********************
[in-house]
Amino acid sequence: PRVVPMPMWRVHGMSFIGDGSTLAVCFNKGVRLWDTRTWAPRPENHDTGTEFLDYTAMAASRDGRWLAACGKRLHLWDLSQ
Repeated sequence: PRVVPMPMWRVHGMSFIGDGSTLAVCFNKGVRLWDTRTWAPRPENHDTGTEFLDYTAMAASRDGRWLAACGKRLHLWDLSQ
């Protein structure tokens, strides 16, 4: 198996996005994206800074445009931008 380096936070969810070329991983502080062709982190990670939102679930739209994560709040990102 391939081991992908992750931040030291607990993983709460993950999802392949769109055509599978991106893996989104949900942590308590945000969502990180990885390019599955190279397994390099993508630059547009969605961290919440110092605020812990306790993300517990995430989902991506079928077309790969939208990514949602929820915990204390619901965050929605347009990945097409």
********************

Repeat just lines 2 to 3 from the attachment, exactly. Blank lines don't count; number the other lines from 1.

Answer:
Amino acid sequence: PRVVPMPMWRVHGMSFIGDGSTLAVCFNKGVRLWDTRTWAPRPENHDTGTEFLDYTAMAASRDGRWLAACGKRLHLWDLSQ
Repeated sequence: PRVVPMPMWRVHGMSFIGDGSTLAVCFNKGVRLWDTRTWAPRPENHDTGTEFLDYTAMAASRDGRWLAACGKRLHLWDLSQ